The problem with buying a sack of teff or buckwheat or chestnut flour is that you have to find recipes in which to use them. If you buy a large bag – that is a lot to get through – especially if you are used to reaching for the All-Purpose bag of flour.
When Super Chef was sent a bag of Farina di Castagne or organic chestnut flour from Chestnut Hill Nursery and Orchards along with a bag of Fiocchi di Castagne or chestnut flakes, we turned to an expert.
Alice Medrich‘s Flavor Flours (Artisan 2014) of course! The subtitle is: A New Way to Bake with Teff, Buckwheat, Sorghum, Other Whole & Ancient Grains, Nuts & Non-Wheat Flours. This isn’t baking 101 for non-gluten eaters – it is for anyone who wants to explore the wonderful world of alternates to wheat.
Of course, the results are gluten-free, but the approach is the important part. She is not creating gluten-free flour mixes to use instead of wheat. These are recipes that explore specific flavors in each flour. We are all familiar with oats eaten as oatmeal or cookies. She found that baking with oat flour produced butterscotch notes:
Chestnuts are most familiar as a wintertime treat, roasted and sold on street corners, or used in traditional turkey stuffing. The flour produced from dried chestnuts is soft and sweet, a wonderful and inspiring baking ingredient. (p. 12)
Alice writes extensively on what makes baking with these different flours easy and challenging – for instance, cakes do not “dome” so they are easier to decorate, but you have to be careful to hydrate them enough – but not too much. She encourages bakers to first experiment with pancakes, waffles, and crepes – exchanging wheat flour for any of the flours she writes about. There are recipes for each using any kind of flour with extra rice flour (pp. 23-24). There is a helpful chart of suggestions for add-ins, including Ricotta cheese and fresh figs with a drizzle of honey for chestnut flour pancakes.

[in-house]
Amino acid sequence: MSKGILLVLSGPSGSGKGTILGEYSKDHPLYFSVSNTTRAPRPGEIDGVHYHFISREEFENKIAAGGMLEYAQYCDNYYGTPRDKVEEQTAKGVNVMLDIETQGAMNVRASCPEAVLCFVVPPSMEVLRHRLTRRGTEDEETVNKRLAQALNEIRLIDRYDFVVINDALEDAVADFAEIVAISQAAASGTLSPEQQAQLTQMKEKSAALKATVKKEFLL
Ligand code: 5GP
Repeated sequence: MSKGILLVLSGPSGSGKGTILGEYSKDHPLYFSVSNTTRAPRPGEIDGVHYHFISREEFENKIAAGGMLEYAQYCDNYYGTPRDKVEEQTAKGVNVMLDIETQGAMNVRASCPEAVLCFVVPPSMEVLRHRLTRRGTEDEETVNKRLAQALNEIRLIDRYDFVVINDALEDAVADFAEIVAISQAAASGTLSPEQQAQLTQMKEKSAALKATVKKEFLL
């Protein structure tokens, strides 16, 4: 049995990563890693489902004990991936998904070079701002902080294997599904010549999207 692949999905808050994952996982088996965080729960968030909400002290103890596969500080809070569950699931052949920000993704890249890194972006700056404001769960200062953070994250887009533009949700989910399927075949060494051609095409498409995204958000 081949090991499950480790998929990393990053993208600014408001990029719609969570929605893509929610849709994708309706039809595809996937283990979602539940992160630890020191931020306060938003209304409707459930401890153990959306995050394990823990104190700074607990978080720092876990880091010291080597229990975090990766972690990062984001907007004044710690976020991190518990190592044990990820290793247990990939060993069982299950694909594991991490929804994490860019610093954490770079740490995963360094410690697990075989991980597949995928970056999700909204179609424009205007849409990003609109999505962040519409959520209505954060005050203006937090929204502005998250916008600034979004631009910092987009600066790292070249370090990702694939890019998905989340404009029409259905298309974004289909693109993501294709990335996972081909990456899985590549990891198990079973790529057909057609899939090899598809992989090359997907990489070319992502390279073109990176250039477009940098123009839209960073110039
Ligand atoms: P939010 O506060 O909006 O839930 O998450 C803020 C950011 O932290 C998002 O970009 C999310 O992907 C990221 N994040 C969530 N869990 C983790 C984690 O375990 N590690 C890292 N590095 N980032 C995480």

But what about that chestnut flour? She includes an entire chapter on chestnut flour.
Chestnut flour gives cakes a very soft crumb that is never gritty and has plenty of flavors. It can be used alone, without any other flour, and works wonderful in all kinds of sponge and egg-based cakes, meringues, and even a simple honey pudding. (p. 198)
Alice’s first recipe is for Chestnut Sponge Cake with Pear Butter and Crème Fraiche (p. 200) would be wonderful as a special finish to a winter dinner party. Keep Chestnut Buche De Noel (pp. 202-4) as the masterpiece to end Christmas dinner. Admire the photograph of a Buche by Leigh Beisch (p. 205) complete with the meringue mushrooms and sugared leaves. But you could also make the Ricotta Cheesecake with Chestnut Crust (p. 215) if you happened have made ricotta for those morning chestnut pancakes, or Quince and Orange-Filled Chestnut Cookies (p. 223) which should encourage Americans to plant more quince trees!
Flavor Flours is the cookbook to turn to if you want to explore the baking aisle beyond wheat. The recipes are smart, easy to follow, and inventive. You may decide to get this book so you can cook for gluten-free friends – but you will end up using it to cook for everyone.